Reuters Institute Digital News Report 2017

Posted: 28 Aug 2017

See all articles by Nic Newman

Nic Newman

University of Oxford - Reuters Institute for the Study of Journalism

Richard Fletcher

University of Oxford - Reuters Institute for the Study of Journalism

Antonis Kalogeropoulos

University of Oxford - Reuters Institute for the Study of Journalism

David Levy

University of Oxford - Reuters Institute for the Study of Journalism

Rasmus Kleis Nielsen

University of Oxford - Reuters Institute for the Study of Journalism

Date Written: June 2017

Abstract

This year's report reveals new insights about digital news consumption based on a YouGov survey of over 70,000 online news consumers in 36 countries including the US and UK. The report focuses on the issues of trust in the era of fake news, changing business models and the role of platforms.

Some of the key findings from our 2017 research:

Growth in social media for news is flattening out in some markets, as messaging apps that are (a) more private and (b) tend not to filter content algorithmically are becoming more popular. The use of WhatsApp for news is starting to rival Facebook in a number of markets including Malaysia (51%), Brazil (46%), and Spain (32%).

Only a quarter (24%) of our respondents think social media do a good job in separating fact from fiction, compared to 40% for the news media. Our qualitative data suggest that users feel the combination of a lack of rules and viral algorithms are encouraging low quality and ‘fake news’ to spread quickly.

There are wide variations in trust across our 36 countries. The proportion that says they trust the news is highest in Finland (62%), but lowest in Greece and South Korea (23%). In most countries, we find a strong connection between distrust in the media and perceived political bias. This is particularly true in countries with high levels of political polarisation like the United States, Italy, and Hungary.

Almost a third of our sample (29%) say they often or sometimes avoid the news. For many, this is because it can have a negative effect on mood. For others, it is because they can’t rely on news to be true.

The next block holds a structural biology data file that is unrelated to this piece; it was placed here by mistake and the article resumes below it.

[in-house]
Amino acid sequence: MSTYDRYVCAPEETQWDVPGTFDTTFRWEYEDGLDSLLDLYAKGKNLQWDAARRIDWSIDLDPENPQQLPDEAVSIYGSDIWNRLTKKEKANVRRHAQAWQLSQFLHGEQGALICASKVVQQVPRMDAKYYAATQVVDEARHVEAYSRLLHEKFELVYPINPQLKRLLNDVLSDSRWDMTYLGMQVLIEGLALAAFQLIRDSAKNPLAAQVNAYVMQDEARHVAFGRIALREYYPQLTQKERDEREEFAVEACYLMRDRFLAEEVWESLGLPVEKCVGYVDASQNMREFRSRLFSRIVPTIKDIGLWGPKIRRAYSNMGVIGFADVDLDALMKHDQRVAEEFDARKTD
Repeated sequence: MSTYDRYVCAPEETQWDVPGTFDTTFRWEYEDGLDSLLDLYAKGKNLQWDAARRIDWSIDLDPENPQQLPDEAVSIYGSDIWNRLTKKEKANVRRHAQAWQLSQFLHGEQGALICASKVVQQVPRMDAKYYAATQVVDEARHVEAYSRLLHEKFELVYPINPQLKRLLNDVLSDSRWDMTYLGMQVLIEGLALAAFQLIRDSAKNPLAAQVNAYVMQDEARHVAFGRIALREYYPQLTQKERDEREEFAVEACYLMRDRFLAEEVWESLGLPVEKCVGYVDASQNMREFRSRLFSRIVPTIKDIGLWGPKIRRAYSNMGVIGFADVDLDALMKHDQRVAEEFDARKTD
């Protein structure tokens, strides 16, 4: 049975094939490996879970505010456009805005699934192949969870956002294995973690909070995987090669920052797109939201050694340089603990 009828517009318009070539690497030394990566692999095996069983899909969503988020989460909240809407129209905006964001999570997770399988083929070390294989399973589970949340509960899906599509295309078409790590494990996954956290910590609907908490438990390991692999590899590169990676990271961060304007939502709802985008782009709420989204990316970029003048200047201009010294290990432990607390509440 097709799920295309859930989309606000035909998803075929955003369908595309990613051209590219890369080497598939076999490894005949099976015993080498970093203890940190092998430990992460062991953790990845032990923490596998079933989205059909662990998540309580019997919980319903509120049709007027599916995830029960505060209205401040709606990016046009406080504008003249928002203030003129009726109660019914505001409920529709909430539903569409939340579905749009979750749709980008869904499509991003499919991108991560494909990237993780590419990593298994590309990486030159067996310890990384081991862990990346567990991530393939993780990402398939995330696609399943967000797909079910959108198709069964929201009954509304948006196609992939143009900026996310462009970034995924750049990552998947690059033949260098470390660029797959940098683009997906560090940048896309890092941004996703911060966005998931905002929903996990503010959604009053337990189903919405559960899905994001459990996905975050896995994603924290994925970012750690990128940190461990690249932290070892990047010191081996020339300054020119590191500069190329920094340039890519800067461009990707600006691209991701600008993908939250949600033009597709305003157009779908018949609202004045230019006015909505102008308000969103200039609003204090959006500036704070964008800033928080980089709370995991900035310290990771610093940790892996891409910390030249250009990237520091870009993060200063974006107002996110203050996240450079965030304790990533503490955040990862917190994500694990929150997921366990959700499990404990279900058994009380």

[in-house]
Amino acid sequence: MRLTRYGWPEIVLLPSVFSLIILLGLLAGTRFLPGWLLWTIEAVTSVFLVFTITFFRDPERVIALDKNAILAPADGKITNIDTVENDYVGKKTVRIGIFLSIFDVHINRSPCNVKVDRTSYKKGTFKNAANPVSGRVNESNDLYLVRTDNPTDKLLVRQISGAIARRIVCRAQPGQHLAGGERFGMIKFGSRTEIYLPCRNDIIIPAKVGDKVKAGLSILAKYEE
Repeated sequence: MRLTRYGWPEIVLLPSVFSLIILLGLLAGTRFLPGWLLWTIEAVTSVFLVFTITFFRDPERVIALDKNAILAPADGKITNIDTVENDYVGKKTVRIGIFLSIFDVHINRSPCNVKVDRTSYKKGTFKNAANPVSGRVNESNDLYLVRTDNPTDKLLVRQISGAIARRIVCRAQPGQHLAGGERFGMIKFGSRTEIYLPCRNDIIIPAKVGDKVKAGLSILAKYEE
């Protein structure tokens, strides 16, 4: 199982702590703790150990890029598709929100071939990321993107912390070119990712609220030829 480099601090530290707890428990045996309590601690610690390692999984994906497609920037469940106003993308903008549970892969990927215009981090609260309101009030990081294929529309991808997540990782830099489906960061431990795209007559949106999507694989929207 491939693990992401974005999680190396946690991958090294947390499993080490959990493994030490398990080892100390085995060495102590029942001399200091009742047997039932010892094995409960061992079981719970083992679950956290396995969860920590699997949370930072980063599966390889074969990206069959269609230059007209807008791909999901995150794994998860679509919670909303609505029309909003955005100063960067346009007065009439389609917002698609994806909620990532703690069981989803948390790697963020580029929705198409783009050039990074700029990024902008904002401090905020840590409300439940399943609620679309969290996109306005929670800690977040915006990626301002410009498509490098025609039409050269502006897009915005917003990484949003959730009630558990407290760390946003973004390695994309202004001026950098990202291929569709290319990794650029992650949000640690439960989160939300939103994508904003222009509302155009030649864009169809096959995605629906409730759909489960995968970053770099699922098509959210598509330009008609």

Mobile marches on, outstripping computer access for news in an increasing number of countries. Mobile news notifications have grown significantly in the last year, especially in the US ( 8 percentage points), South Korea ( 7), and Australia ( 4), becoming an important new route to content and giving a new lease of life to news apps.

In a related development there has been a significant growth in mobile news aggregators, notably Apple News, but also Snapchat Discover for younger audiences. Both have doubled usage with their target groups in the last year.

Smartphones are now as important for news inside the home as outside. More smartphone users now access news in bed (46%) than use the device when commuting to work.

Voice-activated digital assistants like the Amazon Echo are emerging as a new platform for news, already outstripping smart watches in the US, UK, and Germany.

In terms of online news subscriptions, we have seen a very substantial ‘Trump bump’ in the US (from 9 to 16%) along with a tripling of news donations. Most of those new payments have come from the young – a powerful corrective to the idea that young people are not prepared to pay for online media, let alone news.

Across all countries, only around one in ten (13%) pay for online news but some regions (Nordics) are doing much better than others (Southern Europe and much of Asia).

Ad-blocking growth has stalled on desktop (21%) and remains low on smartphones (7%). Over half say they have temporarily disabled their ad-blocker for news in countries like Poland (57%), Denmark (57%), and the United States (52%).

We have new evidence that news brands may be struggling to cut through on distributed platforms. In a study tracking more than 1,500 respondents in the UK, we found that while most could remember the path through which they found a news story (Facebook, Google, etc.), less than half could recall the name of the news brand itself when coming from search (37%) and social (47%).

Austrians and Swiss are most wedded to printed newspapers, Germans and Italians love TV bulletins, while Latin Americans get more news via social media and chat apps than other parts of the world.

Keywords: News, Journalism, Digital Media, Social Media, Audience Research

Suggested Citation

Newman, Nic and Fletcher, Richard and Kalogeropoulos, Antonis and Levy, David and Nielsen, Rasmus Kleis, Reuters Institute Digital News Report 2017 (June 2017). Available at SSRN: https://ssrn.com/abstract=3026082

Nic Newman

University of Oxford - Reuters Institute for the Study of Journalism ( email )

13 Norham Gardens
Oxford, OX2 6PS
United Kingdom

HOME PAGE: http://reutersinstitute.politics.ox.ac.uk/

Richard Fletcher

University of Oxford - Reuters Institute for the Study of Journalism ( email )

13 Norham Gardens
Oxford, OX2 6PS
United Kingdom

Antonis Kalogeropoulos (Contact Author)

University of Oxford - Reuters Institute for the Study of Journalism ( email )

13 Norham Gardens
Oxford, OX2 6PS
United Kingdom

David Levy

University of Oxford - Reuters Institute for the Study of Journalism ( email )

13 Norham Gardens
Oxford, OX2 6PS
United Kingdom

Rasmus Kleis Nielsen

University of Oxford - Reuters Institute for the Study of Journalism ( email )

13 Norham Gardens
Oxford, OX2 6PS
United Kingdom

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